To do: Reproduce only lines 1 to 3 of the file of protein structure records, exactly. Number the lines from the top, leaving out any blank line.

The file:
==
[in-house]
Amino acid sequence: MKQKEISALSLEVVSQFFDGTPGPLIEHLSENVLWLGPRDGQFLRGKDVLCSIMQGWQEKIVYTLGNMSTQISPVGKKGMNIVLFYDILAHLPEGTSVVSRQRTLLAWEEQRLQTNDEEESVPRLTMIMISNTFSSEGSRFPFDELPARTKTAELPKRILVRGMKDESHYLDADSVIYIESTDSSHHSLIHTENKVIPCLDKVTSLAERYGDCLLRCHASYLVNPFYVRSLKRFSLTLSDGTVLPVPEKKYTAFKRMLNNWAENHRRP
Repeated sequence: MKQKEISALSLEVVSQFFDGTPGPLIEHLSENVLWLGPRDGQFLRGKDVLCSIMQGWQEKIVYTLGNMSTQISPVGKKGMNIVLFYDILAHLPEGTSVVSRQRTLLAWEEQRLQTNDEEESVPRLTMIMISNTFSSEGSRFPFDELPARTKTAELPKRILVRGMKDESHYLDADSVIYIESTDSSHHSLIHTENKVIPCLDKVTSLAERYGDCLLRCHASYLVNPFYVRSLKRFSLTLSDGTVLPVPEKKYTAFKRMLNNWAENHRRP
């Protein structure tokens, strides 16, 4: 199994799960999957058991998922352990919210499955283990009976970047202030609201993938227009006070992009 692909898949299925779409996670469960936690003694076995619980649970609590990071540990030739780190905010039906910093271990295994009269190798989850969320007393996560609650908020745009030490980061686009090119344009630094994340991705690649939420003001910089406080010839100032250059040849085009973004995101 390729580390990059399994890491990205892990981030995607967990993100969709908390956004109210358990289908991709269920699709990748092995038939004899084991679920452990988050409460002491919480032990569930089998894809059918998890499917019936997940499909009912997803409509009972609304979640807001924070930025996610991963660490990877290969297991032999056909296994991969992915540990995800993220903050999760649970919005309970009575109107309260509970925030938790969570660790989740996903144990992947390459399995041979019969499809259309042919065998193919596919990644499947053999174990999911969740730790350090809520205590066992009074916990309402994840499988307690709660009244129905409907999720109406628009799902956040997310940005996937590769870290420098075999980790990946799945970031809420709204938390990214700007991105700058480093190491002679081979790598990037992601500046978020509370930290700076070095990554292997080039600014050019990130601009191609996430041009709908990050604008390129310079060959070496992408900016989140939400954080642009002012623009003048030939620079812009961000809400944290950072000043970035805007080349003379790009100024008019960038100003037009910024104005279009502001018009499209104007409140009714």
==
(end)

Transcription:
[in-house]
Amino acid sequence: MKQKEISALSLEVVSQFFDGTPGPLIEHLSENVLWLGPRDGQFLRGKDVLCSIMQGWQEKIVYTLGNMSTQISPVGKKGMNIVLFYDILAHLPEGTSVVSRQRTLLAWEEQRLQTNDEEESVPRLTMIMISNTFSSEGSRFPFDELPARTKTAELPKRILVRGMKDESHYLDADSVIYIESTDSSHHSLIHTENKVIPCLDKVTSLAERYGDCLLRCHASYLVNPFYVRSLKRFSLTLSDGTVLPVPEKKYTAFKRMLNNWAENHRRP
Repeated sequence: MKQKEISALSLEVVSQFFDGTPGPLIEHLSENVLWLGPRDGQFLRGKDVLCSIMQGWQEKIVYTLGNMSTQISPVGKKGMNIVLFYDILAHLPEGTSVVSRQRTLLAWEEQRLQTNDEEESVPRLTMIMISNTFSSEGSRFPFDELPARTKTAELPKRILVRGMKDESHYLDADSVIYIESTDSSHHSLIHTENKVIPCLDKVTSLAERYGDCLLRCHASYLVNPFYVRSLKRFSLTLSDGTVLPVPEKKYTAFKRMLNNWAENHRRP